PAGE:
Kia Abdullah

From Wikipedia, the free encyclopedia
Jump to: navigation, search
Kia Abdullah
Kiaabdullah.jpg
Abdullah in July 2009
Native name শহীদা নেসসা রহমান
Born (1982-05-17) 17 May 1982 (age 34)
Tower Hamlets, London, England
Occupation Novelist, writer, columnist
Language English
Nationality British
Ethnicity Bengali
Education BSc Computer science
Alma mater Queen Mary University of London
Years active 2006–present
Partner Peter Watson
Website
kiaabdullah.com

Kia Abdullah (born 17 May 1982) is a British novelist and travel writer. She has written two novels: Life, Love and Assimilation (Adlibbed, 2006)[1] and Child's Play (Revenge Ink, 2009)[2] and has contributed to The Guardian,[3] BBC,[4] Lonely Planet[5][6] and Rough Guides.[7]

Background[edit]

Abdullah is of Bangladeshi descent and was born and brought up in the London borough of Tower Hamlets in a family of eight children.[8] Of her childhood, Abdullah has said: "[People] imagine poverty and misery, hardship and hand-me-downs. Of course I forfeited my fair share of material pleasures but a household of noise and colour is far better than possessions and privilege."[9]

Education[edit]

Abdullah was educated in England. She graduated from Queen Mary, University of London with a first class in BSc Computer Science. Her final year thesis was titled A Program Slicing Tool for Analysing Java Programs.[10] Abdullah has an IQ of 150.[11] She was a member of Mensa International, a non-profit organization open to people who score at the 98th percentile of IQ, but left within a year of joining. Given her educational choices, Abdullah has described herself as a ‘nerd by default’.[12]

Career[edit]

In 2006, Abdullah published her first novel "Life, Love and Assimilation", which drew comparisons with Monica Ali's Brick Lane.[13] The novel was also criticised by the Bangladeshi community, including members of Abdullah's own family for its candid portrayal of drugs and sex in east London.[8]

In 2009, Abdullah published her second novel, a psychological crime thriller called "Child's Play". Unlike her first novel, her second enjoyed a warm reception from the community despite also including several scenes of a sexual nature.

During this time, Abdullah wrote on a range of topics from politics to relationships for the Guardian newspaper.[3] She has spoken out on a range of subjects, from drug abuse[14] and gender inequality[4] to dealing with culture and identity as a British-Asian writer.[15][16] Her article on honour killings was nominated for a Muslim Writers Award.[17]

As Features Editor at Asian Woman magazine, Abdullah interviewed a range of prominent Asian actors and musicians including Jay Sean, Meera Syal, Nitin Sawhney and Anoushka Shankar. She is an occasional guest on BBC Radio 2's Jeremy Vine Show as well as BBC Asian Network's DJ Nihal show.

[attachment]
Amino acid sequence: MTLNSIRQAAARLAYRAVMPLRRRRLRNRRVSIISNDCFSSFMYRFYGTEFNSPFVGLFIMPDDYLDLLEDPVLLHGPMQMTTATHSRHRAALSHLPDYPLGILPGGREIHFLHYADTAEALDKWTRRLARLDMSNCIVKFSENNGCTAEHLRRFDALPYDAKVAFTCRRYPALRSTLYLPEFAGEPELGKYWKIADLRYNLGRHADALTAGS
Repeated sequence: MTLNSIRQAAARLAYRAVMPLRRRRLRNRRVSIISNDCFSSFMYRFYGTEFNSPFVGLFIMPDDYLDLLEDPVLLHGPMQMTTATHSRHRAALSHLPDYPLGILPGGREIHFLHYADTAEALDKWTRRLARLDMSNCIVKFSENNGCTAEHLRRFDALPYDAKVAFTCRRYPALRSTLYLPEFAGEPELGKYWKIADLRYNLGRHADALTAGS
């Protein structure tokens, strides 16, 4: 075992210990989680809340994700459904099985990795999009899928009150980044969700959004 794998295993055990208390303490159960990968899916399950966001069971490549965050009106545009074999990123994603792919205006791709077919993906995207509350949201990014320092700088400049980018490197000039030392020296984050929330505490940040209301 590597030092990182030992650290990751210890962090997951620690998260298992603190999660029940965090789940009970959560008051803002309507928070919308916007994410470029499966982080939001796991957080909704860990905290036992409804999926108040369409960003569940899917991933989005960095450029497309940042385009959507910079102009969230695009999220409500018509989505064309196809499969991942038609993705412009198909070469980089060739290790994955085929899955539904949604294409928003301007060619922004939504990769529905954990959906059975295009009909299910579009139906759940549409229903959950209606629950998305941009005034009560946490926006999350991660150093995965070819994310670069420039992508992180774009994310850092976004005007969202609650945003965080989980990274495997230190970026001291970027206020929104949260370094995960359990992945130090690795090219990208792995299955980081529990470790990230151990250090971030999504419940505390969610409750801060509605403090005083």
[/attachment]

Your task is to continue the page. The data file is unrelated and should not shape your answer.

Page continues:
Abdullah also works as a travel writer and has contributed to Lonely Planet[5] and Rough Guides[7] online and Asian Woman magazine in print. She is currently editor at outdoor travel site Atlas & Boots.[18] She has spoken about her travels on television,[19] radio,[20] print[21] and online.[22][23]

Personal life[edit]

Abdullah is in a relationship with British travel photographer Peter Watson.[24] Between her travels for Atlas & Boots, she resides in east London.

Bibliography[edit]

Year Title Publisher ISBN
2006 Life, Love and Assimilation Adlibbed Ltd ISBN 978-1-8973-1200-1
2009 Child's Play Revenge Ink ISBN 978-0-9558-0785-5

References[edit]

  1. ^ "Life, Love and Assimilation". Amazon.co.uk. 17 May 2006. Retrieved 11 May 2006. 
  2. ^ "Child's Play". Amazon.co.uk. 4 December 2009. Retrieved 3 August 2009. 
  3. ^ a b "Kia Abdullah". the Guardian. Retrieved 2016-08-12. 
  4. ^ a b "Kia Abdullah". IMDb. Retrieved 2016-08-12. 
  5. ^ a b Planet, Lonely (2016-03-02). "Best places to travel in June 2016 - Lonely Planet". Retrieved 2016-08-12. 
  6. ^ Planet, Lonely (2016-05-10). "Best places to travel in August 2016 - Lonely Planet". Retrieved 2016-08-12. 
  7. ^ a b "Travel Features by Kia | Rough Guides". Retrieved 2016-08-12. 
  8. ^ a b "About | Kia Abdullah". Retrieved 2016-08-12. 
  9. ^ The Bengali East End: Histories of life and work in Tower Hamlets. https://www.ideastore.co.uk/assets/documents/bengali%20booklet%20FINALcropped1.pdf. 
  10. ^ A Program Slicing Tool for Analysing Java Programs. http://www.kiaabdullah.com/finalreport.pdf. 
  11. ^ "Is joining Mensa a smart move?". The Guardian. 2010-05-31. ISSN 0261-3077. Retrieved 2016-08-12. 
  12. ^ O'Connor, Stuart (2008-04-18). "It's a bunch of gadgets in one". The Guardian. ISSN 0261-3077. Retrieved 2016-08-12. 
  13. ^ "Vaani: "Launch of VAANI"". www.vaani.org. Retrieved 2016-08-12. 
  14. ^ "British Bangladeshis battle against drugs". BBC News. Retrieved 2016-08-12. 
  15. ^ "Writing Wrongs" (PDF). Asiana magazine. 
  16. ^ "Kia Abdullah on writing Child's Play – The Asian Writer". theasianwriter.co.uk. Retrieved 2016-08-12. 
  17. ^ "Museum of Awards – 2009 | Young Muslim Writers Awards". ymwa.org.uk. Retrieved 2016-08-12. 
  18. ^ "About | Atlas & Boots". Retrieved 2016-08-12. 
  19. ^ Atlas & Boots (2016-01-22), Atlas and Boots interview on London Live, retrieved 2016-08-12 
  20. ^ Graeme Kemlo Speaks To Adventure Travellers Kia Abdullah And Peter Watson, retrieved 2016-08-12 
  21. ^ "Get Lost magazine" (PDF). 
  22. ^ "Peter & Kia | Hero and Leander". 2015-12-02. Retrieved 2016-08-12. 
  23. ^ "Coffee Chats with Kia Abdullah". Retrieved 2016-08-12. 
  24. ^ "Introducing Atlas & Boots | Royal Robbins Blog". 2014-09-04. Retrieved 2016-08-12. 

External links[edit]